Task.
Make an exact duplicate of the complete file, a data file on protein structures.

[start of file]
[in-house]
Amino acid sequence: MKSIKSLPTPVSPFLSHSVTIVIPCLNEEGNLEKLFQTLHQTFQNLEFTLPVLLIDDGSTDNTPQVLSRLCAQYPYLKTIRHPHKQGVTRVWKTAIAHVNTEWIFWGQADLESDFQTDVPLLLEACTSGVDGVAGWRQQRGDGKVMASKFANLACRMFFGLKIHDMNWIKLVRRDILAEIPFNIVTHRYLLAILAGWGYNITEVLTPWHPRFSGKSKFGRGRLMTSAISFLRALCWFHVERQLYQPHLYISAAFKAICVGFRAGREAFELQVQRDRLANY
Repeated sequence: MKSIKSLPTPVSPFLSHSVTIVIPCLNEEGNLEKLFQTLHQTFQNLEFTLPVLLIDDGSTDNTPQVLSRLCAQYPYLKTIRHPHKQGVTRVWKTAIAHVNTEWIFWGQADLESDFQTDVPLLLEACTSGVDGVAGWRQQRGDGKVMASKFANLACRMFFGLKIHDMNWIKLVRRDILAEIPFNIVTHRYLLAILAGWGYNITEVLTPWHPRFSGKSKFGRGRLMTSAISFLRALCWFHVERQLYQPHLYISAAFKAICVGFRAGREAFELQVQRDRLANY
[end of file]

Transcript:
[in-house]
Amino acid sequence: MKSIKSLPTPVSPFLSHSVTIVIPCLNEEGNLEKLFQTLHQTFQNLEFTLPVLLIDDGSTDNTPQVLSRLCAQYPYLKTIRHPHKQGVTRVWKTAIAHVNTEWIFWGQADLESDFQTDVPLLLEACTSGVDGVAGWRQQRGDGKVMASKFANLACRMFFGLKIHDMNWIKLVRRDILAEIPFNIVTHRYLLAILAGWGYNITEVLTPWHPRFSGKSKFGRGRLMTSAISFLRALCWFHVERQLYQPHLYISAAFKAICVGFRAGREAFELQVQRDRLANY
Repeated sequence: MKSIKSLPTPVSPFLSHSVTIVIPCLNEEGNLEKLFQTLHQTFQNLEFTLPVLLIDDGSTDNTPQVLSRLCAQYPYLKTIRHPHKQGVTRVWKTAIAHVNTEWIFWGQADLESDFQTDVPLLLEACTSGVDGVAGWRQQRGDGKVMASKFANLACRMFFGLKIHDMNWIKLVRRDILAEIPFNIVTHRYLLAILAGWGYNITEVLTPWHPRFSGKSKFGRGRLMTSAISFLRALCWFHVERQLYQPHLYISAAFKAICVGFRAGREAFELQVQRDRLANY